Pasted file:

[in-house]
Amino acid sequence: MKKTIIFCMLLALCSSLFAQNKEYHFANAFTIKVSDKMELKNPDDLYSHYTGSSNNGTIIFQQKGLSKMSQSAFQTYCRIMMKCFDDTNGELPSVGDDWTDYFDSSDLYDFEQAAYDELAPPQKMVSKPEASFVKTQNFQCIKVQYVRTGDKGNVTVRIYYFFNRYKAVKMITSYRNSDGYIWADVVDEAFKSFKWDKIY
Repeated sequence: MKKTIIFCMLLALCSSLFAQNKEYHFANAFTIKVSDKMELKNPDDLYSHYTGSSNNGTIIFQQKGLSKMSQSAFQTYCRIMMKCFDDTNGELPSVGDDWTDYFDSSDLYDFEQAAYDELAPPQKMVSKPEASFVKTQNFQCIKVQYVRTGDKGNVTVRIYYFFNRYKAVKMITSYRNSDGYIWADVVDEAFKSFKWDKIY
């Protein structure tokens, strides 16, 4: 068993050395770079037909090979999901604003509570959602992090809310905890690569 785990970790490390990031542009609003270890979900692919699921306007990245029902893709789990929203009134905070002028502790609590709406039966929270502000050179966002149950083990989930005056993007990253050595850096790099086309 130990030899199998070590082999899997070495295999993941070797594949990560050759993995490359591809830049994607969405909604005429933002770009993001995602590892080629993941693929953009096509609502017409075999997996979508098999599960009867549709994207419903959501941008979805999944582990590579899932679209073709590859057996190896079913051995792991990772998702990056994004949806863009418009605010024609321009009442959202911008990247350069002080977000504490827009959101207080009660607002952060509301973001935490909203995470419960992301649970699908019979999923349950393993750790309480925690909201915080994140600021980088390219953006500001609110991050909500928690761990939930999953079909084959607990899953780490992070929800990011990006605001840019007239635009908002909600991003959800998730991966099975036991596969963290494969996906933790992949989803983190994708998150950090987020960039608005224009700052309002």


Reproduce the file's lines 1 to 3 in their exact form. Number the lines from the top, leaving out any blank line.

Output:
[in-house]
Amino acid sequence: MKKTIIFCMLLALCSSLFAQNKEYHFANAFTIKVSDKMELKNPDDLYSHYTGSSNNGTIIFQQKGLSKMSQSAFQTYCRIMMKCFDDTNGELPSVGDDWTDYFDSSDLYDFEQAAYDELAPPQKMVSKPEASFVKTQNFQCIKVQYVRTGDKGNVTVRIYYFFNRYKAVKMITSYRNSDGYIWADVVDEAFKSFKWDKIY
Repeated sequence: MKKTIIFCMLLALCSSLFAQNKEYHFANAFTIKVSDKMELKNPDDLYSHYTGSSNNGTIIFQQKGLSKMSQSAFQTYCRIMMKCFDDTNGELPSVGDDWTDYFDSSDLYDFEQAAYDELAPPQKMVSKPEASFVKTQNFQCIKVQYVRTGDKGNVTVRIYYFFNRYKAVKMITSYRNSDGYIWADVVDEAFKSFKWDKIY